In the first part of this article we looked into 4 of the techniques businesses can effectively use for local marketing. In this part we will continue with other techniques available for local business to market their products and services to local customer base.
Tip #5: Organise a Meetup.com event
Meetup.com is a website designed to help bring people with similar interests together. It’s a web-based portal with an offline intent.
An important method to bring more customers to your location is to organise an event. This meetup can be related to your line of business, or there can be minor differences. Below are a some examples:
- Coworking space – Monthly talks on small business marketing.
- Classy café – Monthly strategy building discussion group.
- Dance studio – A free “open floor” dance event every month.
- Rock climbing gym – Free “introduction to rock climbing” meetup.
- Bookstore – Monthly book readings and signings.
This list is inexhaustible. Confer with your customers and establish what they’re interested in. Then organise a meet up to accommodate that interest.
Tip #6: Allow your space to be used as venue by other organisers
Whenever you surf through any online events site, you’ll find that a lot of event venues are frequently used over and over again in any particular city.
Merely allowing your space to be used by other organisers, you can generate a lot more business.
As an illustration, let’s assume an eatery allows its back room to be used as venue for a Toastmasters meeting entirely free, most members and attendees will end up purchasing food and drink.
The restaurant profits from the sale and also gets totally exposed to a completely new potential clients. The back room most likely wouldn’t have been booked anyway, so there’s no significant expenditure to the restaurant.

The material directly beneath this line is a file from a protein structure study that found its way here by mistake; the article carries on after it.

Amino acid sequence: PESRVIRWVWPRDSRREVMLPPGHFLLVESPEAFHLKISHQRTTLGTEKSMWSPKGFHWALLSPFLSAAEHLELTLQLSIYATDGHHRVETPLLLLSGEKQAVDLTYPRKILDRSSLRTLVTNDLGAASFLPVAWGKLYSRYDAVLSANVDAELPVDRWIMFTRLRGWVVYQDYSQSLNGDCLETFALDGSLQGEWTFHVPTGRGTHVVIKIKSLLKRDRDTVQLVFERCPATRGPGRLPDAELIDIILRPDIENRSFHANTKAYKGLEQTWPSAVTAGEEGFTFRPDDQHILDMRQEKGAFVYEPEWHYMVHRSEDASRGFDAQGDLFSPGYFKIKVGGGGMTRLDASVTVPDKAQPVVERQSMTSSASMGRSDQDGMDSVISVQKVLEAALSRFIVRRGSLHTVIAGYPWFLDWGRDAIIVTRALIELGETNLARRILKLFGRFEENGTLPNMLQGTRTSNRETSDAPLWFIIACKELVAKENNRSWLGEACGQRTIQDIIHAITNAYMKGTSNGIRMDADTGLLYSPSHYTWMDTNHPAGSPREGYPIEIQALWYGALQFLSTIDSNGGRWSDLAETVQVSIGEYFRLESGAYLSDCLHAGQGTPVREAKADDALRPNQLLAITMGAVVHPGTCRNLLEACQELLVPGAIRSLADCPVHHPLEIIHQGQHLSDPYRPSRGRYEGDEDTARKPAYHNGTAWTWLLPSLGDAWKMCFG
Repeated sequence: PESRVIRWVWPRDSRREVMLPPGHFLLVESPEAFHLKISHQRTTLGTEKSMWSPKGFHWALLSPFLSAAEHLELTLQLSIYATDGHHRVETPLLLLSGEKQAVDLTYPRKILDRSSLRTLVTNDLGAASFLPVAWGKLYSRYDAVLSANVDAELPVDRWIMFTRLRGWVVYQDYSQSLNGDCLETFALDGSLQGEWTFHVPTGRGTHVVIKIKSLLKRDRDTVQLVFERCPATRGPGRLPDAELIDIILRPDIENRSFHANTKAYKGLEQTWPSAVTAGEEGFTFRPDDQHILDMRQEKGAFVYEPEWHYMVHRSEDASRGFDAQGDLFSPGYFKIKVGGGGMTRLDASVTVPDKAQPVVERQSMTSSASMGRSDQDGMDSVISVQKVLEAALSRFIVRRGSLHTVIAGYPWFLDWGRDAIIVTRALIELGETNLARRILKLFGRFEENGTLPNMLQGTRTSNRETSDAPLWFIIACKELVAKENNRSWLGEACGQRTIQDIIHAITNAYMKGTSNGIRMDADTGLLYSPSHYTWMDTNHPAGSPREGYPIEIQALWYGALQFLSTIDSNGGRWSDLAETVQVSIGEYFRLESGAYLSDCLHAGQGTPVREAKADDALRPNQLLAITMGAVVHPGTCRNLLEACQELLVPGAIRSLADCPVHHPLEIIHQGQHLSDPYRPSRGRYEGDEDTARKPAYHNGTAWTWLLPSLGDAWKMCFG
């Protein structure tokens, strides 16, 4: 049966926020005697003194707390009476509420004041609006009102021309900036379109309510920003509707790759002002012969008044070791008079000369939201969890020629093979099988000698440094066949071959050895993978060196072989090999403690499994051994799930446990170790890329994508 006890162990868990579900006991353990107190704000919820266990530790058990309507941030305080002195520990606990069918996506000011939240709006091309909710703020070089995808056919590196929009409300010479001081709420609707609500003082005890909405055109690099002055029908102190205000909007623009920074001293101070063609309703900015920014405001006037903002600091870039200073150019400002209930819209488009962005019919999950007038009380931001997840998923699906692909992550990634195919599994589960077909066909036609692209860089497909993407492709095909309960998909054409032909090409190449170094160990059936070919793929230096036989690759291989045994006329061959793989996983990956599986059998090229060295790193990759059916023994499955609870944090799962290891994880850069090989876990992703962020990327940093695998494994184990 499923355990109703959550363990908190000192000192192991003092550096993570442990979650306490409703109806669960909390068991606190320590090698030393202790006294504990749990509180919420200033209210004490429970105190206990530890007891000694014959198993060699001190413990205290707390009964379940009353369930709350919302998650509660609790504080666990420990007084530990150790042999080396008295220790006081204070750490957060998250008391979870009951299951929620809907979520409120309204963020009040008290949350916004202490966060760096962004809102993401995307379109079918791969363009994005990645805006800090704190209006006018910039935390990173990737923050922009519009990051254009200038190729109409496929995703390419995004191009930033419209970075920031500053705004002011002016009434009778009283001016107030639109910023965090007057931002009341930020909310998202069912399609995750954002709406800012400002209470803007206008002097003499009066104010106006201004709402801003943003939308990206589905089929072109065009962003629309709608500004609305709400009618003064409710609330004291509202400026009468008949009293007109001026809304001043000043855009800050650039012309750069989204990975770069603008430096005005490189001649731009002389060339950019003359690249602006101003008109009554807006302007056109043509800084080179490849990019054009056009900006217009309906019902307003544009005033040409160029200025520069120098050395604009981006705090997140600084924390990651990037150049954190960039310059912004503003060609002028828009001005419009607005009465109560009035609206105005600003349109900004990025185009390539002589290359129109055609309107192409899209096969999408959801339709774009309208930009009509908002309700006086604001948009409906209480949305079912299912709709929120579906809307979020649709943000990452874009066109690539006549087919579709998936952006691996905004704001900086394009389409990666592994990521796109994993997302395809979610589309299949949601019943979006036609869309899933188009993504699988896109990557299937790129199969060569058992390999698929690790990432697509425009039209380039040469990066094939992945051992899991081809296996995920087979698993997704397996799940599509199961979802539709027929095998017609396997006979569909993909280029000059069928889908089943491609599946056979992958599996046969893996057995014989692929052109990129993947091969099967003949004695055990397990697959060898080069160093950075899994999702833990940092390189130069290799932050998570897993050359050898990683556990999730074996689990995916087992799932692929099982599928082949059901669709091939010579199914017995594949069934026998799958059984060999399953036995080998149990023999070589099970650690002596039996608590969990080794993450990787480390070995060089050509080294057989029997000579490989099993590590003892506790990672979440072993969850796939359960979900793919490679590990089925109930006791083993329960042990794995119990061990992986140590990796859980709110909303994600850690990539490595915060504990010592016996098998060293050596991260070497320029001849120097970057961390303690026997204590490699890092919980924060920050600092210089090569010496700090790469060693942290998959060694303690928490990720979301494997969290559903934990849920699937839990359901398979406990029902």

Another instance could very well be a shared coworking workspace. The premises owner gives the meeting room for free for educational events, as long as all its co-workers are allowed to attend the events at no cost.
The event organiser gets the benefit of using a professional space for free while the shared office owner can provide customers with additional incentive of free conference attendance. In addition to this, all of the event attendees are potential customers.
It’s much more productive to open up your space to numerous event organisers rather than try to arrange many events on your own. Doing this can generate a lot of potential clients to your business, as well as develop general goodwill in your local community.
Tip #7: Market your business on local mailing lists
In any medium to large city, there will be tons of mailing lists on a wide variety of diverse subjects.
For example, in London, there are lists for hikers and runners to meet up, lists particularly for the startup business community, lists exclusively for the yoga & meditation communities, lists for notices of art events, etc.
Endeavour to ask those in your target market exactly the kind of email lists they subscribe to. Note these down and go ahead to do more research.
Some lists will have open announcement policies, meaning anyone can post to the list. Others are curated lists, where events are sent to a single curator who posts approved events all to the lists.
Quite a few of the lists will have very rigorous criteria on what it’s acceptable to send and what it’s not. The rest will be pretty loose.
Just be sure to discover as many large, active lists in your local community as possible. Promote to the lists when you have anything meaningful to announce. Prevent burning out the list by over emailing; but utilise the potential of pre-existing communities to your strengths whenever you’re running a special deal or function.
That’s all from me now folks. In the final part we will be looking into the rest of the techniques that you can now start integrating into your local marketing strategy.